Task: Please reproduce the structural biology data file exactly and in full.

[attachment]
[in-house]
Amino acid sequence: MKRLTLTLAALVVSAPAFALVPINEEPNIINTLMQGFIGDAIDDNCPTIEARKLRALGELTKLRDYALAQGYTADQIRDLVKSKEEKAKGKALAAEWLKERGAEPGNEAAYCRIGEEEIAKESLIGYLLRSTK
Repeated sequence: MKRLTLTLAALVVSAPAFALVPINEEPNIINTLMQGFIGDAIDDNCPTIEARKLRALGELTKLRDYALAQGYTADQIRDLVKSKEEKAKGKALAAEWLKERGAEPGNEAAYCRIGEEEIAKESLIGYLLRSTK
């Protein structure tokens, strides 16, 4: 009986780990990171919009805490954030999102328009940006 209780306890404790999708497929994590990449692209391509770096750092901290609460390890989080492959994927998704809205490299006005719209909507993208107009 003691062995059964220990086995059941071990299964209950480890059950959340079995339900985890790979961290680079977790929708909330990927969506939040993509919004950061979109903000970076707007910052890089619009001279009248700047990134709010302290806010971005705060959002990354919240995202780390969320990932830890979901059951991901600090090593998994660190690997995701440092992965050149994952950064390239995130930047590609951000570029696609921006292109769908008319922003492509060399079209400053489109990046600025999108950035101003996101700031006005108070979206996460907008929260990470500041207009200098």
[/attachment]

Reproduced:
[in-house]
Amino acid sequence: MKRLTLTLAALVVSAPAFALVPINEEPNIINTLMQGFIGDAIDDNCPTIEARKLRALGELTKLRDYALAQGYTADQIRDLVKSKEEKAKGKALAAEWLKERGAEPGNEAAYCRIGEEEIAKESLIGYLLRSTK
Repeated sequence: MKRLTLTLAALVVSAPAFALVPINEEPNIINTLMQGFIGDAIDDNCPTIEARKLRALGELTKLRDYALAQGYTADQIRDLVKSKEEKAKGKALAAEWLKERGAEPGNEAAYCRIGEEEIAKESLIGYLLRSTK
């Protein structure tokens, strides 16, 4: 009986780990990171919009805490954030999102328009940006 209780306890404790999708497929994590990449692209391509770096750092901290609460390890989080492959994927998704809205490299006005719209909507993208107009 003691062995059964220990086995059941071990299964209950480890059950959340079995339900985890790979961290680079977790929708909330990927969506939040993509919004950061979109903000970076707007910052890089619009001279009248700047990134709010302290806010971005705060959002990354919240995202780390969320990932830890979901059951991901600090090593998994660190690997995701440092992965050149994952950064390239995130930047590609951000570029696609921006292109769908008319922003492509060399079209400053489109990046600025999108950035101003996101700031006005108070979206996460907008929260990470500041207009200098």